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[ Writer ] = BAD
[ 01/02/04 ] = Hyper Street Fighter II Impressions .01

There is no better way to start off the new year than with Street Fighter coverage. And with new Street Fighter coverage, at that! The release of Hyper Street Fighter II - Anniversary Edition has finally come, and I've been able to sit down and play it (thanks to Dex). With Hyper Street Fighter II, Capcom got everything from all of the past Street Fighter II titles (not Street Fighter Alpha), brushed off the dust, and threw everything into one fat package that will undoubtedly please fans of old times. Here, in no particular order, are my first impressions of the game.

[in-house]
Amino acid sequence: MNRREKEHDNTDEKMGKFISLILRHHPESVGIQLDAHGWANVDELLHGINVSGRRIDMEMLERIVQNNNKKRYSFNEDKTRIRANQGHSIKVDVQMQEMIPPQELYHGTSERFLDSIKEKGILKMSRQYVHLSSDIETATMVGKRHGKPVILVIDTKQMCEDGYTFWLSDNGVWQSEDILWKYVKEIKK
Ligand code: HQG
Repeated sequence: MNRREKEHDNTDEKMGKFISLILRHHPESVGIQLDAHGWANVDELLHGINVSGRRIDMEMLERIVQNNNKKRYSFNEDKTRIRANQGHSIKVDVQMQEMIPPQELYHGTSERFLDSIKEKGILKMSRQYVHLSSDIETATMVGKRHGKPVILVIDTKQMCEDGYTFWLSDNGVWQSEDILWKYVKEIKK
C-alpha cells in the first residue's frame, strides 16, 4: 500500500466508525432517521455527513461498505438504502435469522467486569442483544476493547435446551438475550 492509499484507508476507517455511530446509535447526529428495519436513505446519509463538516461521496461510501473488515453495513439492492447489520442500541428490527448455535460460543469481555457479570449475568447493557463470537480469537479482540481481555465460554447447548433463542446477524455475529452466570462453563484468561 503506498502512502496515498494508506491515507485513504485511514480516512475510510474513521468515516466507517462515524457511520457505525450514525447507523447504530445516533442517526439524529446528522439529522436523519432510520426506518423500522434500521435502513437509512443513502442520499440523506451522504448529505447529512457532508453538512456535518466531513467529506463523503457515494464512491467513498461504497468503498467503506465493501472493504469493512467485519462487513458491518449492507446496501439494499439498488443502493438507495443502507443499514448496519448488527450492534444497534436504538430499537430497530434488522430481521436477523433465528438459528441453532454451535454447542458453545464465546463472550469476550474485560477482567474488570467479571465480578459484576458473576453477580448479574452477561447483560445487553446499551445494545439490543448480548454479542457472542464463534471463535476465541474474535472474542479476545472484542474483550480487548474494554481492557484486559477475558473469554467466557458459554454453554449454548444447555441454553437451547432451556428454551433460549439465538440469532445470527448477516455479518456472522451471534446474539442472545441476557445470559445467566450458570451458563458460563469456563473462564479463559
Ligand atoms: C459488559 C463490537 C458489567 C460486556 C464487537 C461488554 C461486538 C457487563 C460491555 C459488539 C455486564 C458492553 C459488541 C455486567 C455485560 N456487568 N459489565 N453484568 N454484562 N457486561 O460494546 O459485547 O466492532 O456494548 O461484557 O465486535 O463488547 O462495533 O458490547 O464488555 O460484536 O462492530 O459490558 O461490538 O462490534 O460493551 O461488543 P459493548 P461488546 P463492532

First off, the beginning of the game. The new intro is a compilation of the spinning titles screens from SFII, SFIICE, SFIIT, and SSFII, all inserted at various points throughout the Ryu Hadoken intro from SSFIIT. It is similar to that of the SSFTIIT intro, but with the intro screens from the previous games in the Chun-Li, Cammy, and Akuma segments of the original. If anything, the intro awakens the feeling of classic Street Fighter within the player to prepare him/her for what is to come. The Player Select screen was taken directly from SSFIIT (as was the rest of the game's design), and displays the classic Street Fighter characters (again, no SFA characters); Ken, Guile, Chun-Li, and the rest of the SFII gang are selectable in all of their classic glory. Before selecting a warrior, however, a Play Mode must be selected. The Play Modes of HSFII are essentially similar to that of SFA3's ISM system, and allow the player to choose one of various ways to play the character they have chosen. The Play Mode system in Hyper Street Fighter II allows the player to choose Street Fighter II, Street Fighter II Champion Edition, Street Fighter II Turbo, Super Street Fighter II, and/or Super Street Fighter II Turbo versions of each character. That is, HSFII allows the player to choose any fighter from any past SFII game. All of the Special Moves, normal attacks, animation changes, and damage ratios that each character had in their respective titles have been left in HSFII. Some examples are Ken's powerful Shoryuken from SFIICE, M. Bison's rotten Psycho Crusher from SFIICE, Sagat's SFIIT Tiger Uppercut priority, Guile's SFIIT 2-Hit Flash Kick, and Dhalsim's SSFII Stun Yoga Fire, just to name a few.